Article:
• Bachelor of Arts in Geology: The BA in geology degree is intended for students who plan to pursue teacher certification, natural resource management, scientific or technical writing, and other fields that combine a strong liberal arts background with science training. BA classes may include earth materials, minerals, igneous and metamorphic rocks, oceanography, principles of astronomy, deformation of the Earth, sedimentary processes, earth surface processes, and field methods.
  • Bachelor of Science in Geology: The BS in geology degree differs from the BA in that it has a strong mathematical component. It’s typically designed for students planning to pursue graduate study in geology, or work as a professional geologist. Courses may include: History of the Earth, Earth materials, deformation of the Earth, sedimentary processes, Earth surface processes, field methods, chemistry, physics, physics in electricity and magnetism, and calculus classes.
  • Master of Science in Geology: This is a graduate degree in geology. Master programs are advanced geology degrees with a focus on geology classes. They typically come in both thesis and non-thesis options. Those who want to get a master’s in geology degree must have an undergraduate degree in geology or a closely related science field. Sometimes they’ll let applicants without a bachelor’s degree in geology to take pre-requisite classes before beginning a master’s program. Pre-requisite classes include: physical geology, mineralogy, paleobiology, petrography, geologic field methods, stratigraphy, igneous/metamorphic petrogenesis, structural geology, sedimentary petrogenesis, and introduction to geophysics.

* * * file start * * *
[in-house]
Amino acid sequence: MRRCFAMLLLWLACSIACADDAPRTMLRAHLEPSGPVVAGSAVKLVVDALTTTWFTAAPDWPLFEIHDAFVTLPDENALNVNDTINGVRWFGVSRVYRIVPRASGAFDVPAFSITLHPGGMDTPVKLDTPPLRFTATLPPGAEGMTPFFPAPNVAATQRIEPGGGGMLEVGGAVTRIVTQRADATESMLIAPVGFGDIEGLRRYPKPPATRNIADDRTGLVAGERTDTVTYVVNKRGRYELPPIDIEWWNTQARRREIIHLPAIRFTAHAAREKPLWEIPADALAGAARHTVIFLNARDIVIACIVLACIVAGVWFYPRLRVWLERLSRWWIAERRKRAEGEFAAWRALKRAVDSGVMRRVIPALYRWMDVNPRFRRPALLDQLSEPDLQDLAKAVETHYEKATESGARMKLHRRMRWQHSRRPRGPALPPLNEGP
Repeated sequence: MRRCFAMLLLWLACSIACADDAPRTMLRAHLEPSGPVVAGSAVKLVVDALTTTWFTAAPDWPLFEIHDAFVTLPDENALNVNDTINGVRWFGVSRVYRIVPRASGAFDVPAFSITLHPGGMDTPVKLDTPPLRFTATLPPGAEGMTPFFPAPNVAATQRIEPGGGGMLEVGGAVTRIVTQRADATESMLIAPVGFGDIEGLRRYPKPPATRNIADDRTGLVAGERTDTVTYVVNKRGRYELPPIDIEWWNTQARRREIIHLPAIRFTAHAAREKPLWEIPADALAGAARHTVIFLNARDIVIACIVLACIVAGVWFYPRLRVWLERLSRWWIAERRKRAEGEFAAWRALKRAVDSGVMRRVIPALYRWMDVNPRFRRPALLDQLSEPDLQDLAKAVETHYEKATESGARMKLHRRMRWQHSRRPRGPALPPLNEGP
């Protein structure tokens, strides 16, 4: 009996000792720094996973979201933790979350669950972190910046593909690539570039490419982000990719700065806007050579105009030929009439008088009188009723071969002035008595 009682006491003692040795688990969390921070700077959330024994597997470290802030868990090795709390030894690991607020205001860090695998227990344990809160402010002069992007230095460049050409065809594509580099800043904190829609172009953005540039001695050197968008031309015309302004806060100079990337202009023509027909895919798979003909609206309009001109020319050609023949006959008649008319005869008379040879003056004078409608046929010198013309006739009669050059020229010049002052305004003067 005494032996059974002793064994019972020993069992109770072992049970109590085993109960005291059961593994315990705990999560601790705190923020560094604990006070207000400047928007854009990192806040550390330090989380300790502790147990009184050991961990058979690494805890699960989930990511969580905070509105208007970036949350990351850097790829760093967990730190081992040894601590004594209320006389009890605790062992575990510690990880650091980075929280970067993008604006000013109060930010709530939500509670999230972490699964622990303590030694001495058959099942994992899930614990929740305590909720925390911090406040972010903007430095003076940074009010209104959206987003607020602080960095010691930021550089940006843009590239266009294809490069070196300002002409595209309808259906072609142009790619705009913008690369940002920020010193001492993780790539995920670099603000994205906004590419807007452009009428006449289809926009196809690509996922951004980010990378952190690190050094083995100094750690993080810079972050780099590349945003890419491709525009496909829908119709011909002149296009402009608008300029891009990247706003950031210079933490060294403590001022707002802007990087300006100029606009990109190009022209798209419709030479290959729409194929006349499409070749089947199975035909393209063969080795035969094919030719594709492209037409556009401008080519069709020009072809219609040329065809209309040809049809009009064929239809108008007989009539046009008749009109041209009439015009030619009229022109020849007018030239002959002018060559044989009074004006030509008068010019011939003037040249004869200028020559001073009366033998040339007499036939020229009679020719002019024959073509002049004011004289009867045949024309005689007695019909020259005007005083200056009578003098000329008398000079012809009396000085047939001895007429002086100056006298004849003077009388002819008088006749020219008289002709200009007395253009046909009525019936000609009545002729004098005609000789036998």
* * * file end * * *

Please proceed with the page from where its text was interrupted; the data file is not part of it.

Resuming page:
• Doctorate in Geology: A PhD is the highest level of degree a person can get in geology. These programs are designed to develop creative scholarship and to prepare the student for a professional career in the geological sciences. Typically a person chooses a specialisation or focus such as geochemistry, geology, geophysics, planetary geology, minerals, or more. Students can be admitted into PhD programs with either a bachelor’s or master’s degree in geology. Depending on the previous degree earned, a PhD may take one to two years of study.
In all degree levels of geology, the goal is for students to master basic concepts and vocabulary in geology. Through these programs you’ll learn the following materials:
  • Plate tectonics
  • Origin and classification of rocks and minerals
  • Geological time scale and how this relates to major events in the history of Earth and its life